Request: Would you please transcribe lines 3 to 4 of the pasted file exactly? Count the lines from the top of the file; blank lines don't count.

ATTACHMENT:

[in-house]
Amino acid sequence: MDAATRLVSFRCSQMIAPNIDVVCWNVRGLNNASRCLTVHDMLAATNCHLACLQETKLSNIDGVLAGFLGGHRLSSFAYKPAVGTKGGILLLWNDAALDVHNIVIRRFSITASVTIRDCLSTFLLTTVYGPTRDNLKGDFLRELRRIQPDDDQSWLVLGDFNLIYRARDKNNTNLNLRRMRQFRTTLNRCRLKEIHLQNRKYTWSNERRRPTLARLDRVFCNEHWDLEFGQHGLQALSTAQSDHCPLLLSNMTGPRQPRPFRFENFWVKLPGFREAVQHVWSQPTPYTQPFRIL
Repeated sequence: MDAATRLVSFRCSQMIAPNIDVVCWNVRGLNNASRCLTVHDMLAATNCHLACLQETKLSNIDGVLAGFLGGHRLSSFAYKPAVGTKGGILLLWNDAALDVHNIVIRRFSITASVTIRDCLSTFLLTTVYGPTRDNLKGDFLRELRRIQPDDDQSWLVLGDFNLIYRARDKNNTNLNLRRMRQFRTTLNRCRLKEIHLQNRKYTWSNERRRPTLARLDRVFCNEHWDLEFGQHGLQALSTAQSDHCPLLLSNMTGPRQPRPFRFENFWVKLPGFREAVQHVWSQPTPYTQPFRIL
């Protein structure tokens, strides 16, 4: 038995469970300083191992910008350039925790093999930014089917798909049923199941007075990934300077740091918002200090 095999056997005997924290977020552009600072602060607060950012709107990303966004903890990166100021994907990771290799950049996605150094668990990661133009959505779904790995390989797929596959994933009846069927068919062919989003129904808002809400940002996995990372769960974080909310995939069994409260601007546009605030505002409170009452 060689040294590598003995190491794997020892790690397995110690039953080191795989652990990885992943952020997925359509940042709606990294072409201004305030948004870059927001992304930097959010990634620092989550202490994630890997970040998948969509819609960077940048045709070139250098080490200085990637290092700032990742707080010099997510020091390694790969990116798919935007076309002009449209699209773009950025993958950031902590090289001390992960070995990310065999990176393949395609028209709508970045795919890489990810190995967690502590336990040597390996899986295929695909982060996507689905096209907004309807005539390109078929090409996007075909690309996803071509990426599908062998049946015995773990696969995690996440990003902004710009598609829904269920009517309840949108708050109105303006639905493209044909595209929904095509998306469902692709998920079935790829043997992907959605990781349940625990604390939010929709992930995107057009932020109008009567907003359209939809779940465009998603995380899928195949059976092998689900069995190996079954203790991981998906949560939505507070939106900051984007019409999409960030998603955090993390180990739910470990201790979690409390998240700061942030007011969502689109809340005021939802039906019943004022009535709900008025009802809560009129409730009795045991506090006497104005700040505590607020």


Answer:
Repeated sequence: MDAATRLVSFRCSQMIAPNIDVVCWNVRGLNNASRCLTVHDMLAATNCHLACLQETKLSNIDGVLAGFLGGHRLSSFAYKPAVGTKGGILLLWNDAALDVHNIVIRRFSITASVTIRDCLSTFLLTTVYGPTRDNLKGDFLRELRRIQPDDDQSWLVLGDFNLIYRARDKNNTNLNLRRMRQFRTTLNRCRLKEIHLQNRKYTWSNERRRPTLARLDRVFCNEHWDLEFGQHGLQALSTAQSDHCPLLLSNMTGPRQPRPFRFENFWVKLPGFREAVQHVWSQPTPYTQPFRIL
């Protein structure tokens, strides 16, 4: 038995469970300083191992910008350039925790093999930014089917798909049923199941007075990934300077740091918002200090 095999056997005997924290977020552009600072602060607060950012709107990303966004903890990166100021994907990771290799950049996605150094668990990661133009959505779904790995390989797929596959994933009846069927068919062919989003129904808002809400940002996995990372769960974080909310995939069994409260601007546009605030505002409170009452 060689040294590598003995190491794997020892790690397995110690039953080191795989652990990885992943952020997925359509940042709606990294072409201004305030948004870059927001992304930097959010990634620092989550202490994630890997970040998948969509819609960077940048045709070139250098080490200085990637290092700032990742707080010099997510020091390694790969990116798919935007076309002009449209699209773009950025993958950031902590090289001390992960070995990310065999990176393949395609028209709508970045795919890489990810190995967690502590336990040597390996899986295929695909982060996507689905096209907004309807005539390109078929090409996007075909690309996803071509990426599908062998049946015995773990696969995690996440990003902004710009598609829904269920009517309840949108708050109105303006639905493209044909595209929904095509998306469902692709998920079935790829043997992907959605990781349940625990604390939010929709992930995107057009932020109008009567907003359209939809779940465009998603995380899928195949059976092998689900069995190996079954203790991981998906949560939505507070939106900051984007019409999409960030998603955090993390180990739910470990201790979690409390998240700061942030007011969502689109809340005021939802039906019943004022009535709900008025009802809560009129409730009795045991506090006497104005700040505590607020």